English Tenses Guide
Saying “I walk fast” is not the same as saying “I am walking fast.”
But what’s the difference?
To understand why the two sentences are different, you need to understand English tenses. Tenses tell you when something happens. Getting the tense wrong in a sentence can lead to confusion and misunderstandings.
Learning English tenses can seem difficult at first, but all you need to do is remember a few sentence structures, and learn a few simple rules.
There are just three essential tenses in the English dialect: the past, the present, and the future. The past tense is utilized for anything that occurred before this minute in time. The present tense is utilized for anything that happens at this moment or for general articulations. The future tense is utilized for anything that will occur sooner or later than right at this point.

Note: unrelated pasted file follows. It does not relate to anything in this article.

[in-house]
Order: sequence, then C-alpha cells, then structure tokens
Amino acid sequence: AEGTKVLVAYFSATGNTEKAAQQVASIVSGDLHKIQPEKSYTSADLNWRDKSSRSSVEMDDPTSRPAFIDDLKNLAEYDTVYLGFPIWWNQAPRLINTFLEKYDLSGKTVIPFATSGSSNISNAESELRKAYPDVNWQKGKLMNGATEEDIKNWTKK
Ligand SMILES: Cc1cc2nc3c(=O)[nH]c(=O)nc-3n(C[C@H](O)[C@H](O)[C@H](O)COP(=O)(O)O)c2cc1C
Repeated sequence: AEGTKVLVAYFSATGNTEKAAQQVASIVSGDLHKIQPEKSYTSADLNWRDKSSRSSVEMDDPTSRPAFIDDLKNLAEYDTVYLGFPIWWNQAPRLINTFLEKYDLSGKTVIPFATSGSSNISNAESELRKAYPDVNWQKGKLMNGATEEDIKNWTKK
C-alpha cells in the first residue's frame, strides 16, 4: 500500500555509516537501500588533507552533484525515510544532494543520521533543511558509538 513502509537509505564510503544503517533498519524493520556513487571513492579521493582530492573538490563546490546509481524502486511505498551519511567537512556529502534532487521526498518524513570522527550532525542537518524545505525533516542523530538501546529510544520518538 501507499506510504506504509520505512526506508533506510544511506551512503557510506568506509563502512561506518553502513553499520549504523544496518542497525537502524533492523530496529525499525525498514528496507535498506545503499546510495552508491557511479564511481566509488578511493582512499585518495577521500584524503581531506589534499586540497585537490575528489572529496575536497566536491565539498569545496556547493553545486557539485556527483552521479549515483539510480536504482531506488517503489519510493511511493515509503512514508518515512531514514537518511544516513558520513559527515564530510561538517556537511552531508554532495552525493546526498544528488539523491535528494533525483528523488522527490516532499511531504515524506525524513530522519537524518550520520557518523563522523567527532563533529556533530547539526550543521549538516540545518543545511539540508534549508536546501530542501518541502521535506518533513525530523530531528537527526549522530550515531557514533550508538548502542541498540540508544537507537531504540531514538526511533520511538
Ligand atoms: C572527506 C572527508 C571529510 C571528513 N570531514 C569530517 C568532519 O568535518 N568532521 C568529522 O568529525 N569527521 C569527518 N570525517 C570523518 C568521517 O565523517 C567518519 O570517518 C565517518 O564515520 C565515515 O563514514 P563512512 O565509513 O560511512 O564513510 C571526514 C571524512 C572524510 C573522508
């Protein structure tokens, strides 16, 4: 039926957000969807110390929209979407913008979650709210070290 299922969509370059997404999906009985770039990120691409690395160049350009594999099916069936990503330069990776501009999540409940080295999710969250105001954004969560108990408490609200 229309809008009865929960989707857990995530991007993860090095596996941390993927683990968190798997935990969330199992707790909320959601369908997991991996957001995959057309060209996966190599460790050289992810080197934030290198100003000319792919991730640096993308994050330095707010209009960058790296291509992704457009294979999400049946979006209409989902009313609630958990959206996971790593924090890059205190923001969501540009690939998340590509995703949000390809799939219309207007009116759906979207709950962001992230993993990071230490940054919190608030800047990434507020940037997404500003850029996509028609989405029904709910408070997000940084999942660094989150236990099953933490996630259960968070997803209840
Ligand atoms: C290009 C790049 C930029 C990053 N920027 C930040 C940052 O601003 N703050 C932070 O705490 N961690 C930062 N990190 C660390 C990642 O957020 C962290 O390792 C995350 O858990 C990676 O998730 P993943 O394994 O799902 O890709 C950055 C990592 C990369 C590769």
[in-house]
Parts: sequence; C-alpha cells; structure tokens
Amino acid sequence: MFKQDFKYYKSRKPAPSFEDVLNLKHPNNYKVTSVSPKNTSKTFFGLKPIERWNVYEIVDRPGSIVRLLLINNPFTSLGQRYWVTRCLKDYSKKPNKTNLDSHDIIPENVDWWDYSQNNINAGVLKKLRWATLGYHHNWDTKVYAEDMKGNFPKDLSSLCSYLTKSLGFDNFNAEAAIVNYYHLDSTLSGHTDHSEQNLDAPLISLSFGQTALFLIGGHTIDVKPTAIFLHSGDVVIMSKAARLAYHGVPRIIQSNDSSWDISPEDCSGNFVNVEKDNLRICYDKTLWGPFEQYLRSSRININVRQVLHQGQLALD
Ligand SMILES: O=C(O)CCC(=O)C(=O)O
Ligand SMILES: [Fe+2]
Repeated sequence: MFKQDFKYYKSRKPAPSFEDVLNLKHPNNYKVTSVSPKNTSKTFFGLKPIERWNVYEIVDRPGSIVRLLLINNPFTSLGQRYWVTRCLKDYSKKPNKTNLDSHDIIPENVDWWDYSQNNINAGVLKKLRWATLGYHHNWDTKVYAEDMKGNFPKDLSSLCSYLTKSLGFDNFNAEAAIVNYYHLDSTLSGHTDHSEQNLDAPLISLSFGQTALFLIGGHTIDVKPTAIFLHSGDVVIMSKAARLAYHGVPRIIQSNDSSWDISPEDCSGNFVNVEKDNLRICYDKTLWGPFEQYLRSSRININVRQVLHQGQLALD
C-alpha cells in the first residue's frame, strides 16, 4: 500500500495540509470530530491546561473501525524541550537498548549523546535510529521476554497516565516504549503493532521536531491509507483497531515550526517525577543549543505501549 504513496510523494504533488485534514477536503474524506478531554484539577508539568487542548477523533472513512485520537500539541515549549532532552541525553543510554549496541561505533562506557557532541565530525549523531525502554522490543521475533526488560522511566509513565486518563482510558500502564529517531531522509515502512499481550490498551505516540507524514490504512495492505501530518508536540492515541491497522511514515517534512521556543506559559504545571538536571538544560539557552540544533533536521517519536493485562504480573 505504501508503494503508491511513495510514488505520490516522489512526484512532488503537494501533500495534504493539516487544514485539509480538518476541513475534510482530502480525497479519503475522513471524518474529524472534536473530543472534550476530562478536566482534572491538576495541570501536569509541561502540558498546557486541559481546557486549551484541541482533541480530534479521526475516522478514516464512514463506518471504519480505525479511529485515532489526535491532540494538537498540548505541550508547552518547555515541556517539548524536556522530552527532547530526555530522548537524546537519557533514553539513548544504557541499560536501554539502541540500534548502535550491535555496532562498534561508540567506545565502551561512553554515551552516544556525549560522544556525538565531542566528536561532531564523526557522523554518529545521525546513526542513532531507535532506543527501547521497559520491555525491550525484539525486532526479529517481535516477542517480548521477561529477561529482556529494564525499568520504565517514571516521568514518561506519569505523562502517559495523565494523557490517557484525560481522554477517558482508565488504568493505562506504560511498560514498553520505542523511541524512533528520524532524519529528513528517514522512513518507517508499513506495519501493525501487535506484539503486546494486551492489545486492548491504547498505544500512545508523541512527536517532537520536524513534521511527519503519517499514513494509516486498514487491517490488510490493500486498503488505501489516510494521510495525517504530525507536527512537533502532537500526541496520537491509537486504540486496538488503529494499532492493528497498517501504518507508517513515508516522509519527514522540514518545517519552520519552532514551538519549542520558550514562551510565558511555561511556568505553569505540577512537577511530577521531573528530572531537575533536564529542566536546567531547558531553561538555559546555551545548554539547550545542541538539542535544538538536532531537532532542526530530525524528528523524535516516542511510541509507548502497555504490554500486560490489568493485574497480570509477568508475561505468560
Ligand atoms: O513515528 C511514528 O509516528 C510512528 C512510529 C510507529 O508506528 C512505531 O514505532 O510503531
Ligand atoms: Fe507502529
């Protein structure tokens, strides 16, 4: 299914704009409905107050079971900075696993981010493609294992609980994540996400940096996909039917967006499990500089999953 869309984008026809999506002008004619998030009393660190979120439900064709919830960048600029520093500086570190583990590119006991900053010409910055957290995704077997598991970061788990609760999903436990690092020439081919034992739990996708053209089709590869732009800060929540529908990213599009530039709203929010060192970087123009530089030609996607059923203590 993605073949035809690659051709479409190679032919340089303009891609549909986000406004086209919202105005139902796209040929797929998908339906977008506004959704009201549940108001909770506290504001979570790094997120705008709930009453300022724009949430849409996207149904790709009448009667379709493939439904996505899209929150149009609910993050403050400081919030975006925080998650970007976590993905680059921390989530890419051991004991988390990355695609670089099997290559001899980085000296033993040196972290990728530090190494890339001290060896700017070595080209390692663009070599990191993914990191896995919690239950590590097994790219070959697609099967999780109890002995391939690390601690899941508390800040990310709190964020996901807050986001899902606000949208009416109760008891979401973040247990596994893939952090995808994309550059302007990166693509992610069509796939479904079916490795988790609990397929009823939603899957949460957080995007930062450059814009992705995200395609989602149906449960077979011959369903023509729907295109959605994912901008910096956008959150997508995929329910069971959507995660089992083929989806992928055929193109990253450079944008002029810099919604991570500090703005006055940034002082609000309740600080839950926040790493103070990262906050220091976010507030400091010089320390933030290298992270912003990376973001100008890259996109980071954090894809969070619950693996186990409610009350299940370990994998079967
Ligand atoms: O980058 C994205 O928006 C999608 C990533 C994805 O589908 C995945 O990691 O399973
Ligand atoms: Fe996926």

(There is additionally a perfect tense, yet this article will adhere to the three essential tenses depicted previously.)
Obviously on the off chance that it were that straightforward, you wouldn't read this guide! These tenses have a couple of varieties that make them more particular. These varieties discuss the correct time during which activities happen. Every one of the three tenses have two primary sorts of varieties: simple and continuous. The continuous tenses are utilized for activities that happen more than once over a timeframe.
The basic tenses are used for everything else!
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